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Update: 2016-04-17 Qubes-Whonix integration is now extremely good. I use it myself and highly recommend it. (Qubes TorVM is now deprecated.) You can read all about Qubes-Whonix on the Qubes website here and on the Whonix website here. Thanks go to adrelanos and all the other devs whose hard work made this happen. Old answer (2014-08-17): Qubes TorVM ...


4

You should run 'VBoxLinuxAdditions.run' file, not the autorun.sh. Syntax: bash VBoxLinuxAdditions.run


2

Tor should work fine on ARM CPUs. On distributions like Debian there are Tor versions for arm, arm64, armel, armhf (even mips, mipsel and powerpc). The Tor Project themselves also distribute debian packages for armhf and armel. Fedora (and likely other redhat derivatives) also distributes a [Tor package for armv7hl. ArchLinux for ARM similarly package Tor ...


2

I would strongly recommend against this. Infact other software that requires dkms modules is explicitly recommended against by the Tails developers. It is not officially supported by them. Inserting random code into the kernel may entirely violate protections intended to be provided by Tails. I'm unsure if it is possible to include extra kernel drivers ...


2

You can do this with Whonix for example, which is a ready-to-run virtual machine that acts as a tor proxy. All the details on how to do this is here: https://www.whonix.org/wiki/Other_Operating_Systems


2

There are multiple correct answers to a question like this because its vauge. If you want a whonix copy why not use whonix? One other easy way to build a gateway would be to download the openwrt x86 iso and install it to its own virtual machine, then install and configure tor as a transparent proxy, then configure your networking to use the interfaces on ...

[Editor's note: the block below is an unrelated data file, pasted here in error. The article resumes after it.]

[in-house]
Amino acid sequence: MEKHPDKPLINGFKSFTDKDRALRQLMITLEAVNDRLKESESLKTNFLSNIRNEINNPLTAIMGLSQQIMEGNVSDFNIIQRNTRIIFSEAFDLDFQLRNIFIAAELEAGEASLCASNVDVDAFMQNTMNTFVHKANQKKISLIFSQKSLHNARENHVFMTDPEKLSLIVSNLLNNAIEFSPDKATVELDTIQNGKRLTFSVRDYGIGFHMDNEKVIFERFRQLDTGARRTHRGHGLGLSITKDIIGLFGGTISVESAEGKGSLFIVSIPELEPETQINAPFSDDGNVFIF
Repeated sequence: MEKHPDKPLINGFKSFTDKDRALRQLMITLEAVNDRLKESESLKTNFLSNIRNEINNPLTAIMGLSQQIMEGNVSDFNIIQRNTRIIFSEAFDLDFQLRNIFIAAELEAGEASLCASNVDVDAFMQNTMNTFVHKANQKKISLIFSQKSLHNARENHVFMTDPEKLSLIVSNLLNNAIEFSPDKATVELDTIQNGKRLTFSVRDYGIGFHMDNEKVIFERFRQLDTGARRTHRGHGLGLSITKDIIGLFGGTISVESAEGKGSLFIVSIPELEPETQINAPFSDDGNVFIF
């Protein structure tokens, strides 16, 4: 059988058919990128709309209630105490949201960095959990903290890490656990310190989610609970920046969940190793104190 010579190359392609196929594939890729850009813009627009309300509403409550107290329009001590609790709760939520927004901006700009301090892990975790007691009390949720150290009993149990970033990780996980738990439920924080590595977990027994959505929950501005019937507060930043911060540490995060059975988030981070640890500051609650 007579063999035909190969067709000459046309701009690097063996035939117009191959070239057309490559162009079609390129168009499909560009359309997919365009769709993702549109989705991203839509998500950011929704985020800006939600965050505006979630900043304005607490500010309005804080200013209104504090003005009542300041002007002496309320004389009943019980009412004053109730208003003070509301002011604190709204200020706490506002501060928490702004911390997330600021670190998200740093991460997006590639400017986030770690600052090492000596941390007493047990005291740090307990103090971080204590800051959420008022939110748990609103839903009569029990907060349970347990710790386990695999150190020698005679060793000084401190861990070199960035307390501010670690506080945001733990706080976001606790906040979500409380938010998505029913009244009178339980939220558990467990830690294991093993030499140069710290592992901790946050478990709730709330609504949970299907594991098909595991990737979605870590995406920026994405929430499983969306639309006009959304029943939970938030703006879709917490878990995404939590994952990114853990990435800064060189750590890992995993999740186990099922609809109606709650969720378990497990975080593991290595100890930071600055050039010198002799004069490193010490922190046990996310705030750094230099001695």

1

There are several online tools that allow you to test the fingerprint of Tor Browser and other browsers. For example, the Electronic Frontier Foundation's panopticlick.eff.org. Using these tools, it is straightforward to get a general idea of the uniqueness of your fingerprint with different browsers. For example, using Panopticlick while running the ...


1

The first things, I usually check,when I have this kind of problems, are: /etc/resolv.conf verify, if used, firewall rules use a traceroute command to follow the path done from your data I give as sure you already verified, but if not check correct gateway configuration Usually the first point is the goal: a lot of people forget to setup correctly the ...


1

Generally the virtualisation of choice is VirtualBox, see: Tails VirtualBox documentation However, also heed the warnings. Tails do not recommend using VirtualBox for day-to-day use. It's there mostly to help with testing. Running Tails inside a virtual machine has various security implications. Depending on the host operating system and your security ...


1

The host machine has a mac and the virtual machine also has a mac (not related to host machine's mac), tails spoofs the mac on the virtual machine - not the host machine. This means : Host machine's mac is never modified by tails when you run it in virtualbox. But the virtual machine's mac is modified by tails. You can check the virtual machine's mac in ...


1

It's easier to explain using this scheme: I may be wrong, I'm not a very active Tails user.


1

If you will be able to put them in different C-class subnets on a static IPv4 addresses - then run as much as you need. Actually, you can set the cpu count to 2, it's ok because the crypto part in Tor is still single-thread


1

Tor works pretty fine on ARM - I'm running my nodes on ARM SBC's myself. You need to compile it by hand and OpenSSL and Libevent to avoid perfomance loss. If you need specific instructions - just say it!


1

This usually happens when your whonix version is 9.4 or below. It is a known bug that will be fixed in version 9.6. For now, here is how you can fix it: Open a terminal in Whonix, then copy & paste the following lines into it: fpr="916B8D99C38EAF5E8ADC7A2A8D66066A2EEACCDA" gpg --recv-keys "$fpr" gpg --fingerprint "$fpr" gpg --export "$fpr" | sudo apt-...